How much faster can man sail round the world on the wind?


For this year at least the benchmark for a solo round the world record is set and it is the turn of the fully crewed teams to prove how fast a sailing craft with no limitations can circumnavigate the globe. The question is not whether that record will be broken, because some day soon it will be, but how much faster man can go with the wind.

How much quicker than 50 days, or 18 knots average speed, can we get?

Records are almost always set by a bigger boat. That is rule Number 1. It is why many ace sailors, such as Alain Gautier, volubly scorn them.

Franck Cammas’s Groupama 3, now over 500 miles ahead of the marker time, relies on being faster than Orange 2 on the basis of her greater power, ie extra righting moment and sail area.

In addition, drag is reduced and lift increased with the use of elliptical foils on the floats, which can give an increase in performance of around 10% at speeds over 20 knots.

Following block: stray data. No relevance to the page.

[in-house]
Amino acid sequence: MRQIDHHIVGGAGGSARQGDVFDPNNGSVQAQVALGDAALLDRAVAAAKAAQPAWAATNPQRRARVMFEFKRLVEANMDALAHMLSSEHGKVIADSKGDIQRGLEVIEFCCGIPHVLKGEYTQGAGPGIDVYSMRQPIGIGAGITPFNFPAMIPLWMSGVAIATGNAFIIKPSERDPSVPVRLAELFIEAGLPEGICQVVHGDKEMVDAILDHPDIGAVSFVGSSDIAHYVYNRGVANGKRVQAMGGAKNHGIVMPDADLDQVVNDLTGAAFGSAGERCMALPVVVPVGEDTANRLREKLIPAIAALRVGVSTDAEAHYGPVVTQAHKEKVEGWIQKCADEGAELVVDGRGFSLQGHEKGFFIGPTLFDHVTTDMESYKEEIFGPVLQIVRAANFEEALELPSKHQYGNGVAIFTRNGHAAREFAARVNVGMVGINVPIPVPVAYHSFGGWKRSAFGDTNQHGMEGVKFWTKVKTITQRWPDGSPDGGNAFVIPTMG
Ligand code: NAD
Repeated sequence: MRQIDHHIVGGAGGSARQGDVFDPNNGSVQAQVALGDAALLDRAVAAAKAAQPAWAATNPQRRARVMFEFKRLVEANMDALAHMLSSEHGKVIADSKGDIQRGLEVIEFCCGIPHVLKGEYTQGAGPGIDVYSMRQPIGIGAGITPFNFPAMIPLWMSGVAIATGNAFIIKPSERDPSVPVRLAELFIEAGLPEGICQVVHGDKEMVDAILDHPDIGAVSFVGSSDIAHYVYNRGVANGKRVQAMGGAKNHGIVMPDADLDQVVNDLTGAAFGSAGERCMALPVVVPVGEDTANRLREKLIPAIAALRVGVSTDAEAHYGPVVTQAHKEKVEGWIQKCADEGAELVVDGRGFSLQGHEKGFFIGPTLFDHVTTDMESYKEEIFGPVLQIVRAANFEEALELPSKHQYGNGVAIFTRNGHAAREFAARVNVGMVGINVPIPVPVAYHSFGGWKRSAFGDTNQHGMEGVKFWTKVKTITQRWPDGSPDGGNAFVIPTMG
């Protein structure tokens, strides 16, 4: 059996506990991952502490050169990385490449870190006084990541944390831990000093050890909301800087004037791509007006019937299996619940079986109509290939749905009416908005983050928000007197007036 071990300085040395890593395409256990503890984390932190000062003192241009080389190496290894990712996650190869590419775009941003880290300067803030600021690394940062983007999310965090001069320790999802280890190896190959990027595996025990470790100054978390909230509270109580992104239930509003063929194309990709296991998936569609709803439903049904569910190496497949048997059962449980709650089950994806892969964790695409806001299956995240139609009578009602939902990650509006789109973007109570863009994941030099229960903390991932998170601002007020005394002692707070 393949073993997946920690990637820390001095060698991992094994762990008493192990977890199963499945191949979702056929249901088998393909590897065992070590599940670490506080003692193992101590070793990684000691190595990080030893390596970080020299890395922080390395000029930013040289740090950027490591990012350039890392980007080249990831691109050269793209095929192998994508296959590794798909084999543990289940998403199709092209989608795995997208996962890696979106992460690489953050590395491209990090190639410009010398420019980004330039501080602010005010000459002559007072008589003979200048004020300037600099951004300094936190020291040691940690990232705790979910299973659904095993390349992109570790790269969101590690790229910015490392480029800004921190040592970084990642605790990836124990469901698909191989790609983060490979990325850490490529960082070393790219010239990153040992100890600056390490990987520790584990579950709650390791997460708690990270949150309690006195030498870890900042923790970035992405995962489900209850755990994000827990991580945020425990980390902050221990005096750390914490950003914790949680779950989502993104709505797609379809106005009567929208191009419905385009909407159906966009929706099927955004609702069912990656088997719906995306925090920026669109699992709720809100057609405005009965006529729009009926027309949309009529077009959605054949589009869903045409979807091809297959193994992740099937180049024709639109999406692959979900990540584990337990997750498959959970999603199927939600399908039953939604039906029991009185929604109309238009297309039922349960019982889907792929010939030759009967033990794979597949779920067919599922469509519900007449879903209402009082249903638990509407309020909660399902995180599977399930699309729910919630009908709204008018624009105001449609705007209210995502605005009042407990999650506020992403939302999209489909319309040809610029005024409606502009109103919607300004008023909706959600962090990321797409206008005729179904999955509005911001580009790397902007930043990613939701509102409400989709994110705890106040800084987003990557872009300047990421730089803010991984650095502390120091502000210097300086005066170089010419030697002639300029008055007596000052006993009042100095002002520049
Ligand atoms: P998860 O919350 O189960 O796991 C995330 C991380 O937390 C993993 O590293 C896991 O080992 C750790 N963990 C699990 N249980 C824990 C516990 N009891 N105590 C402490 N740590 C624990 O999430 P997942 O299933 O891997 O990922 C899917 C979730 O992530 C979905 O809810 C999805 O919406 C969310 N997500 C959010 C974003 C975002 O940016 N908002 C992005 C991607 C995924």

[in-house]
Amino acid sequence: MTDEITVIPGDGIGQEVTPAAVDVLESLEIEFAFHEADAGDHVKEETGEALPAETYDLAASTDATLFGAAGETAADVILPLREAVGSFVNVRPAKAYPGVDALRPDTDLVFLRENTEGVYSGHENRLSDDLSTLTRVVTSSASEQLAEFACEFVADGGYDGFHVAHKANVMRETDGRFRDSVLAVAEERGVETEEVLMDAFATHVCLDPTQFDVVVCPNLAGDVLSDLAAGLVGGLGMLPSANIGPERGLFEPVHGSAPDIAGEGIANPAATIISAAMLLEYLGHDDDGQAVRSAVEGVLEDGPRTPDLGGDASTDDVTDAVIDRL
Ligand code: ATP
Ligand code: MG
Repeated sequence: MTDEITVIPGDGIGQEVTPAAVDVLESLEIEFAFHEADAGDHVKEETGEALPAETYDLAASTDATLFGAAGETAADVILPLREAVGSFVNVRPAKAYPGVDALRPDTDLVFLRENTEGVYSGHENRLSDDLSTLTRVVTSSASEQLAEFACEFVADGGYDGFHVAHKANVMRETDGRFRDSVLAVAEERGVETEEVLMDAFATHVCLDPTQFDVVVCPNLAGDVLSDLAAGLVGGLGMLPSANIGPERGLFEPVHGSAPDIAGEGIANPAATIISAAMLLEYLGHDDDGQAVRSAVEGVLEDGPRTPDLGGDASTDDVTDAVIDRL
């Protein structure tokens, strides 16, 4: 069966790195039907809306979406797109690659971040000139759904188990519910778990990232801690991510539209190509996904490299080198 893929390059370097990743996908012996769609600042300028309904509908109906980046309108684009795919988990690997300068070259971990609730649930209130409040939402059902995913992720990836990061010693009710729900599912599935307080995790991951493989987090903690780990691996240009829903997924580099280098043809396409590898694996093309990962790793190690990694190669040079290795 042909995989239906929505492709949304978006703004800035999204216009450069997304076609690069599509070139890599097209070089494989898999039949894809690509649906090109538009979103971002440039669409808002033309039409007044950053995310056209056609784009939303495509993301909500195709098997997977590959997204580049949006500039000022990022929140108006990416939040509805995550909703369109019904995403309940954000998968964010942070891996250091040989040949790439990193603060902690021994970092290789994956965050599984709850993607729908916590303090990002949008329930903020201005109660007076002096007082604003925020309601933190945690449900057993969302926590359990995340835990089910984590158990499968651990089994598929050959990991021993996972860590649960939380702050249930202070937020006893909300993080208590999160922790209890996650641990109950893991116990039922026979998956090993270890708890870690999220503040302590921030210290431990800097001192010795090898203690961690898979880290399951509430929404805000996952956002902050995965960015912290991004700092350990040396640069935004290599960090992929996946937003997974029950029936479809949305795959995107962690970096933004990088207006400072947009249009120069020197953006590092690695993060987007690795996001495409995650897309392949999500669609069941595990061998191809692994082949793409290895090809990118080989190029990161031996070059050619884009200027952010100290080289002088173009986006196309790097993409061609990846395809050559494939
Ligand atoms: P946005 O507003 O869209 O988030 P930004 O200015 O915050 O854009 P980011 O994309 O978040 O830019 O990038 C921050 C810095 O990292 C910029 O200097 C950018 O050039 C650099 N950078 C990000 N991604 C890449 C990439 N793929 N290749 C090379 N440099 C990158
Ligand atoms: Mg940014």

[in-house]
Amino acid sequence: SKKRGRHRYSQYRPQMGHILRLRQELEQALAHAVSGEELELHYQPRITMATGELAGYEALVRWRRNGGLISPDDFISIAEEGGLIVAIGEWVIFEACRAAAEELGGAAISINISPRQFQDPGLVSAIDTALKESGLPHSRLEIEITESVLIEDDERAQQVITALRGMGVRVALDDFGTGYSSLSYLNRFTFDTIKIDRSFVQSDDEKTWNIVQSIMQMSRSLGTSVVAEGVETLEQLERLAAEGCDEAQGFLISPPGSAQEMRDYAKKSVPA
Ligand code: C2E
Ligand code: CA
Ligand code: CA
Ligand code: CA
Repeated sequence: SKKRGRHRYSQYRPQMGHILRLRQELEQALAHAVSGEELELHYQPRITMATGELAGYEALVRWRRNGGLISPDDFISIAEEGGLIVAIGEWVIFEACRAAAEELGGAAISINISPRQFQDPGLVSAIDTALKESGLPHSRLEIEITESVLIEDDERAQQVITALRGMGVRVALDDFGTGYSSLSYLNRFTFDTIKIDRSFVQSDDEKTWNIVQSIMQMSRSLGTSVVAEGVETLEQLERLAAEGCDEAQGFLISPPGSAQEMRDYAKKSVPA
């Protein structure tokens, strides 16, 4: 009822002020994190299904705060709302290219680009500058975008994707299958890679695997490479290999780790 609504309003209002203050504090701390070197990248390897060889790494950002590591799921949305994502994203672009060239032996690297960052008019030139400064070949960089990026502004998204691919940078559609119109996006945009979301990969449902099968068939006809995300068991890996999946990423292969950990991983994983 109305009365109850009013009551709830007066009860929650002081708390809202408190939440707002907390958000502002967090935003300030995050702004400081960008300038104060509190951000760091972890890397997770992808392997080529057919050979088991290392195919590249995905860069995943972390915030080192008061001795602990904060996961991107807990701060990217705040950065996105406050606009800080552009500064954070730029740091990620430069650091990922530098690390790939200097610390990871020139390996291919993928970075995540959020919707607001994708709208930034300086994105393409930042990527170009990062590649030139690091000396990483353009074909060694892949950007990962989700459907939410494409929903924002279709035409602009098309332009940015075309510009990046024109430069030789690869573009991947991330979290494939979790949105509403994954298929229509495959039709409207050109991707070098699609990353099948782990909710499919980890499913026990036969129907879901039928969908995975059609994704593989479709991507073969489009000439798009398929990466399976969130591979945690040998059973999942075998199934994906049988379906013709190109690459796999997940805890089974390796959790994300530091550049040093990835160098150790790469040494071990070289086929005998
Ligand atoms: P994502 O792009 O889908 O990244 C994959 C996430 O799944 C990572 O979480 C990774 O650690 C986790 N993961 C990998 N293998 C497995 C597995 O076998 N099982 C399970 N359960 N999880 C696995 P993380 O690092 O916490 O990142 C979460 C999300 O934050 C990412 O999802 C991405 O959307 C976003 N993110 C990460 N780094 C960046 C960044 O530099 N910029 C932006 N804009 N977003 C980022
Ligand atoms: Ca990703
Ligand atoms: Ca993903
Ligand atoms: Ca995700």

That supposes, of course, that the foils can stand the dynamic loads they will see in a 50-day circumnavigation and that the boat doesn’t hit anything. Groupama’s are built to withstand theoretical maximum loads of around 75 tonnes.

Yet even as Groupama 3 shows her heels to the record, the next leap up in size is being created. The new maxi trimaran Banque Populaire V is bigger still. She is being assembled in Lorient and is due for launch this spring, and this leviathan is 40m, or 131ft from stem to stern.

The picture above shows her gigantic main hull leaving the yard in Cherbourg to join up with other parts of the structure in Lorient, and look how tiny the police escort seems.

The differences between the two latest generation speed machines are remarkable. Banque Pop will be quite substantially sized up compared with Groupama: 27 per cent heavier, but with 33 per cent more downwind sail area and longer by 8.5m. More highly loaded all round, too, and so requiring much more brute manpower.

If this works, of course, it will push designs bigger still. All that records ever do is prove empirically that more is possible.